The Technical Institute would have been sited on the corner of Skinners Row and Arcadia.

Sunday, 15 April 2012

Tonbridge Teen and Twenty Club

Teen and Twenty Christmas Party - early 1960's

This is a repeat post from about a year ago as recently a number of people have asked about the hall that used to be in Lyons Crescent. It was used by many different clubs and societies, and probably by The Local Health Authority as weekly vouchers and orange juice were distributed to families for their children from this site.

The Teen and Twenty Club started at the Working Man's Club in Preston Road, at the end of Avebury Aveue, and was run by P C Judd and Mr and Mrs Scott. It moved to the small hall in Lyons Crescent around the early 1960's. The hall has since been demolished and been replaced by houses.  It would have stood next to the now Stradbrook Clinic.  It is believed that the band in the front row were from a local village, maybe Hadlow or Matfield, and on the night wore purple jumpers.  Does anybody remember the band or their name?

The newspaper cutting of the fashion show was taken  around the same time, and in same hall, in the early 1960's.  It is thought that the clothes for the show were lent by Gunners Department Store, formerly on the corner of Lyons Crescent.

The person who provided the two images does remember a few of the people in both photographs, but do you?  Please get in touch if you recognise yourself or anyone in either of the pictures.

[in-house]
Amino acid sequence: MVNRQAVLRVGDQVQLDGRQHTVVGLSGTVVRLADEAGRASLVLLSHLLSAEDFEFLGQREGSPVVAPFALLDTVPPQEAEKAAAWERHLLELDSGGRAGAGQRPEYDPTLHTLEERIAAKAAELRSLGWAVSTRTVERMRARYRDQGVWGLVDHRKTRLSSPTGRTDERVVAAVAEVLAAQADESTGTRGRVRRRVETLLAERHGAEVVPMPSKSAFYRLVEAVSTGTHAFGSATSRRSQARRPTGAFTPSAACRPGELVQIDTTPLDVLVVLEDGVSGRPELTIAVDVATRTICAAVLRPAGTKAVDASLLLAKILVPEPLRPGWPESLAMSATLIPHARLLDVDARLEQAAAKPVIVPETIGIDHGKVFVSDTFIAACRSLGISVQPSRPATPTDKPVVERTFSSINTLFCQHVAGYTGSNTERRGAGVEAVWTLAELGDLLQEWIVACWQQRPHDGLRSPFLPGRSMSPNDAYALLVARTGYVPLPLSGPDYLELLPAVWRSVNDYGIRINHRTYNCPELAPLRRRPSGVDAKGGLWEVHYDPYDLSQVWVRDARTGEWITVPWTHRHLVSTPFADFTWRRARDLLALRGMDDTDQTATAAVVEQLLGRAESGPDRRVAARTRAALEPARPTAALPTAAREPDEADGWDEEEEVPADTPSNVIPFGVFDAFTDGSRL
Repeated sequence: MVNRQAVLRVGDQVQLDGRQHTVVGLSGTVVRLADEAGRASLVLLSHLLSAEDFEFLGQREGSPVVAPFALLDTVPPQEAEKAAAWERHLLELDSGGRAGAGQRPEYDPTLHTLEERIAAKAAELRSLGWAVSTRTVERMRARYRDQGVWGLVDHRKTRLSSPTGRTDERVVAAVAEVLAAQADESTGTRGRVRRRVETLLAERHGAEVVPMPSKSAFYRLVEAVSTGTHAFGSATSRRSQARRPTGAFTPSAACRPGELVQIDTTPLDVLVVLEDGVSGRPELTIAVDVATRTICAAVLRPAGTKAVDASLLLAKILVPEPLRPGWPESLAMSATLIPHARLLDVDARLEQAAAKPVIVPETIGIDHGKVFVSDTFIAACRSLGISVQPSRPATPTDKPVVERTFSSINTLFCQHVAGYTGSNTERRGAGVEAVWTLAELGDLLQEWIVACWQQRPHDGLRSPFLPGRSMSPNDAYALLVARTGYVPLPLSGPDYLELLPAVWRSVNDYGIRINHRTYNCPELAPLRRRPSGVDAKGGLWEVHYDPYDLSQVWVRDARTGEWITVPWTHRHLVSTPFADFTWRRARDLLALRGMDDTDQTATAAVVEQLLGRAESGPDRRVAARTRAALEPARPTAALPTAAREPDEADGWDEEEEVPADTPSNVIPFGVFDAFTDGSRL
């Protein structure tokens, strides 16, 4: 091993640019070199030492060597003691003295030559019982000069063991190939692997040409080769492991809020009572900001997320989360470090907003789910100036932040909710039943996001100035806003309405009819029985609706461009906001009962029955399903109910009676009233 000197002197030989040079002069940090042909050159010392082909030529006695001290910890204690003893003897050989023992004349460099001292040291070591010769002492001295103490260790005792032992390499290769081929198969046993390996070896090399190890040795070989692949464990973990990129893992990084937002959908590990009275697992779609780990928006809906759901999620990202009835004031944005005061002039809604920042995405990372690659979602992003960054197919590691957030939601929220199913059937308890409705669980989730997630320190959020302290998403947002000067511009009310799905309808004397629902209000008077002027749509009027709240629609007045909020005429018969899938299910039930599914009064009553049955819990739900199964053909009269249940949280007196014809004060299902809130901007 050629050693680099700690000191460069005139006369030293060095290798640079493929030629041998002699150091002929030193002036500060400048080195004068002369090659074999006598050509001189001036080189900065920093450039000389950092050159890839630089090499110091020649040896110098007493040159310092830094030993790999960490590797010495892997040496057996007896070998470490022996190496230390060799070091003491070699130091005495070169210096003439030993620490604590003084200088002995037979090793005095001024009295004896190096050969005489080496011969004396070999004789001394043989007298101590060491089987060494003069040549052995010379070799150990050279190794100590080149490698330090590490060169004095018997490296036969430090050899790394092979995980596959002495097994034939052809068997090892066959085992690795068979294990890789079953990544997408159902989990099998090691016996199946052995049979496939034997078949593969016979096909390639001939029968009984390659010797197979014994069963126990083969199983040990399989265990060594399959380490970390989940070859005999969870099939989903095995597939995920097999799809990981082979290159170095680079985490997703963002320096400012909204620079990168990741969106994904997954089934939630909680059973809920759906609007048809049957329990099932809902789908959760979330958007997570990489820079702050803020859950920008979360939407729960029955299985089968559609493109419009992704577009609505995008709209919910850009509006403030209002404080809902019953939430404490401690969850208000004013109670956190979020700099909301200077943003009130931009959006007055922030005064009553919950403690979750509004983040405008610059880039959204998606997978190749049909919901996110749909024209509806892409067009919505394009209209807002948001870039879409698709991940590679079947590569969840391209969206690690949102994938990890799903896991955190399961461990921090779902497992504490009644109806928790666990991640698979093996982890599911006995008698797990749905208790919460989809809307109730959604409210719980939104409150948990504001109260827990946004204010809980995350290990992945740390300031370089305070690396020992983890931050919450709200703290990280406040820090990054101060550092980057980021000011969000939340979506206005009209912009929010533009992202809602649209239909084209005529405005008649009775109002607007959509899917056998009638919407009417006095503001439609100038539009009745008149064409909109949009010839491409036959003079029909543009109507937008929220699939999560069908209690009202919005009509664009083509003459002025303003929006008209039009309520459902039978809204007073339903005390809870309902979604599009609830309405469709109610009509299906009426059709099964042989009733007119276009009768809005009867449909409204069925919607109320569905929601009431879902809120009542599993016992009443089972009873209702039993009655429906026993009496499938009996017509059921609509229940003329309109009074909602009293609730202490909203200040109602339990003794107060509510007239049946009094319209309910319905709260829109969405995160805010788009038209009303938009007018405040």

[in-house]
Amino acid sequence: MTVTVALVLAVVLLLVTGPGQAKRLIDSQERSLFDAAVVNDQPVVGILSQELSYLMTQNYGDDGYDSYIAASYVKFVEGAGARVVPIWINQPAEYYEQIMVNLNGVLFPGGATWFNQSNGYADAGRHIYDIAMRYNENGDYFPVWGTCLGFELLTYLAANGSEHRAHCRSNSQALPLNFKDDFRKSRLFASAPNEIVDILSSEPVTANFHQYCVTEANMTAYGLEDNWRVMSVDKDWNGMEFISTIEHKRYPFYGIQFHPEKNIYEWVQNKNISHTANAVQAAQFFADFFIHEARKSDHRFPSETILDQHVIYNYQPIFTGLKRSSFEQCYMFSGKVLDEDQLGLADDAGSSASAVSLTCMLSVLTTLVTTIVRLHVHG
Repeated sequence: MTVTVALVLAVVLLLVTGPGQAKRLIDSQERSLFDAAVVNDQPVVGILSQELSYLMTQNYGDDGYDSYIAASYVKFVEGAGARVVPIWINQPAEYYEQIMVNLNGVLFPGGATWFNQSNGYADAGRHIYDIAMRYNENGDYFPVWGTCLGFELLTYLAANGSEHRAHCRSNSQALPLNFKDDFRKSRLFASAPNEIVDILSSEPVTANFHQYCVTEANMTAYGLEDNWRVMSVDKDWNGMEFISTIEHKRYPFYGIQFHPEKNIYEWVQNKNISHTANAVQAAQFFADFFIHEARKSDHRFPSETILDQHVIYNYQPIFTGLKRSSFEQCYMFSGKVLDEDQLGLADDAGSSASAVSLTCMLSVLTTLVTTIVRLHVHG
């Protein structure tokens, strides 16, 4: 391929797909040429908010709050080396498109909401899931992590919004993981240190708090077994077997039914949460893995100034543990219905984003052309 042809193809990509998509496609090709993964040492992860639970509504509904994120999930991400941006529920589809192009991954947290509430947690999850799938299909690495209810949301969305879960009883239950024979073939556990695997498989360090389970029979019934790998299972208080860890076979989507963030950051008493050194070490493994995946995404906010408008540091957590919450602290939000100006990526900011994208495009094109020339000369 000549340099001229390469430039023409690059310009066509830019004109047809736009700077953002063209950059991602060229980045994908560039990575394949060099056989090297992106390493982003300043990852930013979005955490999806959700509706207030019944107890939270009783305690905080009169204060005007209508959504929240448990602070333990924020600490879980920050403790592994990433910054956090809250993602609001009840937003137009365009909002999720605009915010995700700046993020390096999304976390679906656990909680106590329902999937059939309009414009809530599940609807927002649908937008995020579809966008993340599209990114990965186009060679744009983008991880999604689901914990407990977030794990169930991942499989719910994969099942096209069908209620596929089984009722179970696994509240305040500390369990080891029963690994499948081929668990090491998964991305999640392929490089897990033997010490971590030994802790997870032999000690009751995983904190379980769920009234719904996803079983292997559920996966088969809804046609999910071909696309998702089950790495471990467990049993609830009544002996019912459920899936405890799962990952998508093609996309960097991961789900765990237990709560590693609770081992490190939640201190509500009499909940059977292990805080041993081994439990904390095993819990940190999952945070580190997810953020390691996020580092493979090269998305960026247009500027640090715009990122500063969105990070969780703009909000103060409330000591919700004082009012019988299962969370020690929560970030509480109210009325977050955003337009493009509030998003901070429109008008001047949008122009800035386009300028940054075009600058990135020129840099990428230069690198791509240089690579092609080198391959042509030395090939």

Saturday, 14 April 2012

Sibling Sensation

Last weekend I visited an exhibition of photography and embroidery at The Langley Hotel, London Road by, brother and sister, Mark and Eva Charrington.

Hildenborough artists Mark and Eva Charrington

Mark became interested in photography at the age of 14 when he attended Ardingly College and it was here that he had his first exhibition.  He has come a long way since then moving from film to digital photography and his interest has travelled with him all over the world.

The photographs on display were a mix of subjects in both black and white and colour.  Mark describes himself as ...' a keen photographer'.  I found the exhibits both engaging and enjoyed the varied content, and it was an added bonus for Mark to be on hand to talk about his work, explain where in the world they were taken and relate stories to individual pieces.

Eva's embroidery was also on display and  her work is inspired by local historical buildings and places of interest, such as The Oast Theatre and a beautiful weeping willow at Foxbush in Hildenborough.  Her enthusiasm was evident as she talked me through past and future projects.